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Winter-toes: What are they and how do you prevent them?

The name of the disease already reveals that it is a 'seasonal condition': winter tar. Experts tell how many people suffer from it, what it means and more importantly: how you get rid of it.

There is a relatively small number of people with perniones, the official term for winter teeth or hands. A group of Dutch people of all ages is troubled by it. On average, the condition occurs in one to two out of every thousand Dutch, more often women than men.

That is also the reason why not much knowledge and information was available about the disorder, explains GP and researcher Ibo Souwer. "The average GP sees four patients with these complaints every year, depending on how heavy the winter is, and it is not a dangerous condition, you do not die, it is especially annoying." That is why Souwer decided to do research himself.

Winter toes fall under the group of disorders that are annoying, but automatically change again. People who suffer from winter rats or hands will experience red-blue or purple-blue spots with itching, burning or pain in the winter.

The spots are sometimes also swollen and can occur in several places, from the nose or ears to the feet or the upper leg. Those who scratch the spots run the risk of causing blisters, inflammations or wounds. The complaints automatically go away when the temperatures rise again.

What to do against winter bees or hands:

Warm dressing, insulating clothing helps

To keep moving

Wear socks and gloves made of cotton or wool

Research into the effect of vitamin D

Souwer therefore decided to dive into the subject himself after he came into contact with Toine Lagro-Janssen, professor in Nijmegen. "We used to treat winter bites with a vitamin D injection, which helped us learn the training."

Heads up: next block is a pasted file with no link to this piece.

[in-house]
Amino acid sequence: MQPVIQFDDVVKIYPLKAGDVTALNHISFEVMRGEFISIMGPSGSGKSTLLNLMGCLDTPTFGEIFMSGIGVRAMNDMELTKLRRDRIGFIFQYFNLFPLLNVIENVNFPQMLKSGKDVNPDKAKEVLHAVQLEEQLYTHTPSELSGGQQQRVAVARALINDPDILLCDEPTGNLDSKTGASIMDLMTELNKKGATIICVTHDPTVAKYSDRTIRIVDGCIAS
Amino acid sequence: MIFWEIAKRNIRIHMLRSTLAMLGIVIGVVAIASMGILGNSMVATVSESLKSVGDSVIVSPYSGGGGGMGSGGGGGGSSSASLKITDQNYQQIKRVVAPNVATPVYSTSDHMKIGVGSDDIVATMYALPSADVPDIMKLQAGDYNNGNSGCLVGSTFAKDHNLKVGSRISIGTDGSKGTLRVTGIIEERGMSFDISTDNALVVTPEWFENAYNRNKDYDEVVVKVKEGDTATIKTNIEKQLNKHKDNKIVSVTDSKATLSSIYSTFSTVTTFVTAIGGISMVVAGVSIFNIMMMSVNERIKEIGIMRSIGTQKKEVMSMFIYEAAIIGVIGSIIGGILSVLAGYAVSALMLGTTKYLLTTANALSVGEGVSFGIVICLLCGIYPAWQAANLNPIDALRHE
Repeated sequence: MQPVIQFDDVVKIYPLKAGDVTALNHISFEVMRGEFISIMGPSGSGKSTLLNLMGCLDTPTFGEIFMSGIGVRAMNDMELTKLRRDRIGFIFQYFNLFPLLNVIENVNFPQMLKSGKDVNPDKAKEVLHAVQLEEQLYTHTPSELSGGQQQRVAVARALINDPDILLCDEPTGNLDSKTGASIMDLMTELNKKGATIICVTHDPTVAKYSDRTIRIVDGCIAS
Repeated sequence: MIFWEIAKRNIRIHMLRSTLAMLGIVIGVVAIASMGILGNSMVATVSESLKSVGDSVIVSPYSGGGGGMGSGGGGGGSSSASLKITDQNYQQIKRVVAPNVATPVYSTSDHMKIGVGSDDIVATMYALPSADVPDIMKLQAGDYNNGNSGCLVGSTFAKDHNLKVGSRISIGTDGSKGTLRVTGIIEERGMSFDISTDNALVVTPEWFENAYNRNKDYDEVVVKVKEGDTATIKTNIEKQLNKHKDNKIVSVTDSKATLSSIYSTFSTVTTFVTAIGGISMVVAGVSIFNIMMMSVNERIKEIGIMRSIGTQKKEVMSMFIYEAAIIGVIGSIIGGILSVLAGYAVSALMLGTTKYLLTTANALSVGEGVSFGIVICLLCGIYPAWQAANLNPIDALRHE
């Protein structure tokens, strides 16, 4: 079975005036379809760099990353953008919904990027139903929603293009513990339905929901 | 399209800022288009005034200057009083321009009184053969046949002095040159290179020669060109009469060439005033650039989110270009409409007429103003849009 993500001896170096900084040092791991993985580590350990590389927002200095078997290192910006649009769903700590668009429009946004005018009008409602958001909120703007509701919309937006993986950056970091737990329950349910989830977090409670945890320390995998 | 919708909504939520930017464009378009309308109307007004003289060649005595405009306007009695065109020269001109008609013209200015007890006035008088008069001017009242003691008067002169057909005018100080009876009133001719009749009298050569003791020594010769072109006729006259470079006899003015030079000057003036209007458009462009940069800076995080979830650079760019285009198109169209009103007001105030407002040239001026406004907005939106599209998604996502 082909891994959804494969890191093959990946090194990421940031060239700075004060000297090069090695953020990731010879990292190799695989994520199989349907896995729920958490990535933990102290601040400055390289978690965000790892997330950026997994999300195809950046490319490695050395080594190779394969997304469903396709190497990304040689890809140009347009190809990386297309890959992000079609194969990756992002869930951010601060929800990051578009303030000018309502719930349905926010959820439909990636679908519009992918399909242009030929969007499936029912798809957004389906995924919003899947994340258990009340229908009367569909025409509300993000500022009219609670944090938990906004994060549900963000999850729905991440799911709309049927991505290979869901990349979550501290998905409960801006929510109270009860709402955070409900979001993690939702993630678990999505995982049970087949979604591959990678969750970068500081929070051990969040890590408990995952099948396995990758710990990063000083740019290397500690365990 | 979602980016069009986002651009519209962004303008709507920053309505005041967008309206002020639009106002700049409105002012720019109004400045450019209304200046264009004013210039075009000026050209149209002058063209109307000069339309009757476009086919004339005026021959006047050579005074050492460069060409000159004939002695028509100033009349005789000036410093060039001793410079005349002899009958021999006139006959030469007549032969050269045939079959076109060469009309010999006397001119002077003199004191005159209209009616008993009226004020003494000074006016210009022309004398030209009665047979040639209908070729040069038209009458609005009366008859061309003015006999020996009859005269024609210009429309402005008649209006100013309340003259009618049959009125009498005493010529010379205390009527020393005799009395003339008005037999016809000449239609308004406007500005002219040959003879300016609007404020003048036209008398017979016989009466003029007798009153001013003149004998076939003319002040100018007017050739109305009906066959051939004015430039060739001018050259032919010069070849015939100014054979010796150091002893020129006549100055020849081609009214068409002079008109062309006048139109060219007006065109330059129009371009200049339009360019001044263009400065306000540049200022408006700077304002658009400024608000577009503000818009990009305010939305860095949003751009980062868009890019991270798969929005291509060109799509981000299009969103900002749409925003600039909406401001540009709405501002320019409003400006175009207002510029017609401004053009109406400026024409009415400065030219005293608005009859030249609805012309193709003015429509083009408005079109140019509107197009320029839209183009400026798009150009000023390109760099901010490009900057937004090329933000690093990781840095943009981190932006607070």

When these injections went out of business, Souwer researched the effects. "It was especially clear that the vitamin did not turn out to be as effective, but proving that something does not work is always difficult, but the vitamin was clearly not more effective than a placebo."

After a group of patients were interviewed about what the condition had for impact, it appeared that more distress was caused than previously assumed. "People were faced with considerable limitations, from someone who could no longer peel an apple to a farmer who could not milk his cows because he could not stand on his feet."

It also became apparent that many patients missed a visit to the GP, often because they already knew that they had no concrete solution to offer. The number of patients might therefore be slightly higher. "In a few cases it became apparent that the disease is more common in some families than in others, and that familial component has also been shown in later studies."

Winter toes in all age groups

Souwer's research showed that the winter or man's hands may be caused by the balance that is kept between maintaining a normal body temperature and preventing skin damage from cooling down. "The blood vessels then pull together in the skin to retain the heat."

This keeps the body warm, but cools the skin locally. "In a counter-reaction, the blood vessels of the skin dilate regularly for a short time, and if that reaction is disrupted, it could possibly cause skin damage such as redness, pain or itching."

The condition occurs in people of all ages.

What helps and what does not?

After the doctoral research of Souwer, the Dutch General Practitioners Association and the Thuisarts.nl website have adjusted their information about the condition and treatment. There are no medications that help against the disorder, the doctor emphasizes. Also, there is no evidence that massages or skin smear with cream or oil helps.

Those who want to arm themselves against the winter or man hands, can take several tips to heart. For example, it is important to keep the body warm, possibly with the help of breathable insulating clothing. People who exercise too little or who are lean are at greater risk of winter teeth or hands, according to the GP.

Wearing cotton or wool socks and waterproof shoes can also keep the feet warm and dry. Also think of wearing gloves and ear muffs. Also make sure that there is no clothing that is too tight, which may pinch the blood flow.

In addition, avoid scratching, rubbing or rubbing on areas of the skin that have been given a different color due to the cold.

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